In a non-dilutive FPO, the major shareholders include. B. promoters, funds by selling part of the stake they already hold in the company. Here the number of shares remains unchanged, unlike what we saw in the dilutive OPF.

This method has no direct impact on the company’s share price and earnings per share.

Difference between IPO and FPO (with example)

When you first encounter these terms, it can be difficult to understand their meaning. Let’s understand it better with an example.

Investment 1

Let’s say Mr. Stark has a new business idea that he thinks could be the next big thing. But he has only 10 lakhs capital from his personal assets to finance the venture, while he needs 20 lakhs in total.

Here comes Mr. Angel investor, who decides to invest in Mr. Stark’s company because he too believes Stark is up to something. Sir, I want to thank you for your support. Stark persuaded him to invest in the company by giving him a 40% stake.

Investment 2

With the proceeds, Mr. Stark established Big Ltd. in Mumbai. The business takes off and becomes a success in the country over the next 5 years. But Mr. Stark is now not only interested in the state, but he also wants to take on neighbouring states. But the resources at its disposal and those generated by the company are far from adequate.

This time Mr. Stark decided to make a public offer. As this is the first time Big Ltd is raising funds from the public, the issue is known as an IPO. Mr. Stark managed to get crowns by selling his 20 % share in the company. Its share in the company is currently 40%.

The company is listed on the stock exchange and starts trading at Rs. 10.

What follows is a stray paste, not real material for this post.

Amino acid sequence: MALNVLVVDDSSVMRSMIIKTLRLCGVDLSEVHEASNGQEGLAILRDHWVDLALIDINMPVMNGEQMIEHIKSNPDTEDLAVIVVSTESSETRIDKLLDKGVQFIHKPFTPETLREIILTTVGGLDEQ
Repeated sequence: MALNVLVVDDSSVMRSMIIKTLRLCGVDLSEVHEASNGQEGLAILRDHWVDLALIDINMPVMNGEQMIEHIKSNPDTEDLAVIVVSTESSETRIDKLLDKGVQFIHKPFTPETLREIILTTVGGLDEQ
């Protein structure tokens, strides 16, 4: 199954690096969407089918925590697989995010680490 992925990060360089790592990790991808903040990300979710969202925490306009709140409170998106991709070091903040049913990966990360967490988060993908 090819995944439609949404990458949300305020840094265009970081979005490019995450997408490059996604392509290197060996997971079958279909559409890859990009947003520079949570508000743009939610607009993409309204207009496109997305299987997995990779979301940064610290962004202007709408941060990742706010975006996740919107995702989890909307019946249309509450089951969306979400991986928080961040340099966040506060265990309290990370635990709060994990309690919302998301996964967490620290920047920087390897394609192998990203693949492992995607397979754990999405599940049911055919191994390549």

Investment 3

After 5 years, the shares of Big Ltd are worth Rs 20 lakh thanks to its success. Big Ltd. again needs funding as it plans to expand to the rest of the country. Once again, the company chose the public road.

This time, when the company raises funds from the public, it is called an OPF. But Mr. Stark gets these funds to the public by offering them a 20% stake in the company. Since Mr. Stark offered his shares to the public, the offering now qualifies as a non-dilutive FPO. The stock is still trading at Rs 20 lakh after FPO.

Investment 4

Big Ltd. has been around for 20 years. The company now plans to expand globally. A total of 1 lakh shares of the company are available at Rs. 30. The company plans to raise funds again through a public issue, but this time by launching 1 lakh shares in the market.

Such a public offer is called a dilutive public offer. Here the shares are worth 15 lakhs after a successful FPO because no one sold their share but chose to be diluted in the IPO.

Final thoughts

If we look at the two concepts from an investor’s perspective, they have different returns and inherently different risks.

An IPO is the riskier of the two options, as investors must rely solely on the information disclosed by the company through the SEBI. But an IPO also offers higher returns because it takes place early in a company’s existence.

On the other hand, FPOs are less risky than IPOs. Indeed, investors can easily evaluate the company’s past performance here, as all the data is now publicly available. However, profitability also reduces risk.

That’s all there is to this post on IPOs and FPOs. Tell us what you think in the comments below. Have fun investing!

Frequently Asked Questions

Is a follow on public offering good or bad?

A follow-on offering is good because it gives investors the option to buy more shares in the company.

What is the difference between IPO and FPO?

An IPO is an initial public offering, while an FPO is a follow-on public offering.

Why do companies go for FPO?